She also served on the TARC Board of Directors. Mary Margaret went door to door in 1974 in support of a referendum, which increased our occupational tax to create TARC and fund mass transit here in Louisville.

Her many volunteer activities included her longtime service at the St. John’s Center for Men and her work with Coalition for the Homeless. Mary Margaret was consistently kind and caring to almost all people that crossed paths with her. She saw the best in us.

—Prasanthi Persad, Finance and Development Director

Johnique Ison

Johnique is a young professional who works as a Senior Neighborhood Liaison at Center for Neighborhoods. She's had plenty of experience working within communities and with underrepresented groups, implementing changes among both. Johnique is a University of Louisville graduate and is currently pursuing a Masters in Social Work at the University of Louisville. Johnique is extremely knowledgeable and very active within the city of Louisville and is a great role model for young black women in the city.

Johnique is the rose that grew from concrete. She has overcome a lot and never let her experiences define her. She doesn't use her past circumstances as an excuse to not succeed. Instead, she exemplifies fortitude and seeks out the proper resources and tools necessary to succeed. In addition to helping herself, she helps anyone she can. Johnique is often sharing information about resources, networks, and grants that can be of assistance to those in need. She shares the knowledge she has and empowers others in the process. Johnique is a champion of the people, but she is also her own true champion and inspires me to be the same.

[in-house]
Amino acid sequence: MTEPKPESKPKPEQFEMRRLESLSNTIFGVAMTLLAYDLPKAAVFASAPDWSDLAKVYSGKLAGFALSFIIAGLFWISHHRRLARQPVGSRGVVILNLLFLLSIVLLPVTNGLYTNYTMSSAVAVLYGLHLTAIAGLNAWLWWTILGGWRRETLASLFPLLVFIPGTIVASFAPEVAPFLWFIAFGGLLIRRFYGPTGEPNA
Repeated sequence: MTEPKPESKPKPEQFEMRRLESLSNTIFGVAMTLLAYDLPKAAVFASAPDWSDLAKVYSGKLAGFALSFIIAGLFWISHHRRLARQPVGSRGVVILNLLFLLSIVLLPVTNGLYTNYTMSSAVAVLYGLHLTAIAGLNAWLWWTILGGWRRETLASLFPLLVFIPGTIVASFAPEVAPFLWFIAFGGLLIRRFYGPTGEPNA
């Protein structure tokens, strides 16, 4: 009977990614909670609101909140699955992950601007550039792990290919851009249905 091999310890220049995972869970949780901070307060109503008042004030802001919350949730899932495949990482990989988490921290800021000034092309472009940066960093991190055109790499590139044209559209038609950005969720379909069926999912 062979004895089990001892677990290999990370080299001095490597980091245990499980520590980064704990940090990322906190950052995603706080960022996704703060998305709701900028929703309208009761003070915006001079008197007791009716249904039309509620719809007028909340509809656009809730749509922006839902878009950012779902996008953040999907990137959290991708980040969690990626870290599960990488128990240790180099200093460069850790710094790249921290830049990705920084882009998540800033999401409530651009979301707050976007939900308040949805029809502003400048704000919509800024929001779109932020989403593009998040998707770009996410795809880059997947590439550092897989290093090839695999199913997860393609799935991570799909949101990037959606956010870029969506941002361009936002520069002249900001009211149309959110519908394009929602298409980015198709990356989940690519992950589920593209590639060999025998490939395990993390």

—Tahjena Muldrow, Neighborhood Liaison

Dr. Lilialyce Akers

As stated by The Kentucky Commission on Women, Dr. Akers was "a petite woman with a soft-spoken voice, but when she detects inequality or injustice, it's with the roar of a lion that she goes to work as a catalyst for change. As an educator, Dr. Akers' involvement never stopped at the classroom door. She encouraged her students to participate in the passage of the Kentucky Equal Rights Amendment and the march in D.C. to support the national ERA. In the 1980's, Akers helped organize the first show for women-owned businesses in Kentucky. In 1993, Dr. Akers attended the UN's Earth Summit in Rio de Janeiro and was later named Program Chair for the national conference on sustainable development that drew more than 2,000 people from all 50 states and six foreign countries. Akers is a representative to the UN Commission on Women, and has presented seminars at the UN's Third and Fourth World Conferences in Kenya and China. Dr. Akers has been actively involved with BPW at both the local and national levels encouraging women to break through the glass ceiling and challenge the status quo. Her work on the BPW Foundation has provided mature women with scholarships to improve their education and advance their careers."

What I find most inspiring about Dr. Akers is her environmental advocacy and her staunch support for women's rights. I was fortunate enough to be her research assistant in the late 1970's and early 80's at the University of Louisville where Dr. Akers founded and directed the Women's Studies Program. She was a nurturing mentor and someone I will always be thankful to have known and called a friend.

—Christi Stevens, GIS and Data Coordinator